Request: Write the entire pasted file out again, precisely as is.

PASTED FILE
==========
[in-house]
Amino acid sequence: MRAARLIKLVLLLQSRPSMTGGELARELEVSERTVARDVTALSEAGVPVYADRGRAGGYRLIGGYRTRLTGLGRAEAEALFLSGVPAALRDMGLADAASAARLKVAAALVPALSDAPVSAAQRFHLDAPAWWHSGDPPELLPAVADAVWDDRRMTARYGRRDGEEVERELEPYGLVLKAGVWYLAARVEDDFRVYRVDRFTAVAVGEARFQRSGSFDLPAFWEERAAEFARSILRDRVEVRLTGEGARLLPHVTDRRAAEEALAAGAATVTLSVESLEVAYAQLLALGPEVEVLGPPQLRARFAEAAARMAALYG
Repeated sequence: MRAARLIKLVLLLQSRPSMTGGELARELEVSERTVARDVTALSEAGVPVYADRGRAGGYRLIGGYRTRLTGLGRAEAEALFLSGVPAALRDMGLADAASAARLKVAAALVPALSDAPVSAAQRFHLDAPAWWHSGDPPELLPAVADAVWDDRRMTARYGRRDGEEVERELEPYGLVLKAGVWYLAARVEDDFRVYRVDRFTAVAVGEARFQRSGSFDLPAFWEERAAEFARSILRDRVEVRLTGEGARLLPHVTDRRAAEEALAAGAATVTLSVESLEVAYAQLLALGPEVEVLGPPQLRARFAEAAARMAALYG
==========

[in-house]
Amino acid sequence: MRAARLIKLVLLLQSRPSMTGGELARELEVSERTVARDVTALSEAGVPVYADRGRAGGYRLIGGYRTRLTGLGRAEAEALFLSGVPAALRDMGLADAASAARLKVAAALVPALSDAPVSAAQRFHLDAPAWWHSGDPPELLPAVADAVWDDRRMTARYGRRDGEEVERELEPYGLVLKAGVWYLAARVEDDFRVYRVDRFTAVAVGEARFQRSGSFDLPAFWEERAAEFARSILRDRVEVRLTGEGARLLPHVTDRRAAEEALAAGAATVTLSVESLEVAYAQLLALGPEVEVLGPPQLRARFAEAAARMAALYG
Repeated sequence: MRAARLIKLVLLLQSRPSMTGGELARELEVSERTVARDVTALSEAGVPVYADRGRAGGYRLIGGYRTRLTGLGRAEAEALFLSGVPAALRDMGLADAASAARLKVAAALVPALSDAPVSAAQRFHLDAPAWWHSGDPPELLPAVADAVWDDRRMTARYGRRDGEEVERELEPYGLVLKAGVWYLAARVEDDFRVYRVDRFTAVAVGEARFQRSGSFDLPAFWEERAAEFARSILRDRVEVRLTGEGARLLPHVTDRRAAEEALAAGAATVTLSVESLEVAYAQLLALGPEVEVLGPPQLRARFAEAAARMAALYG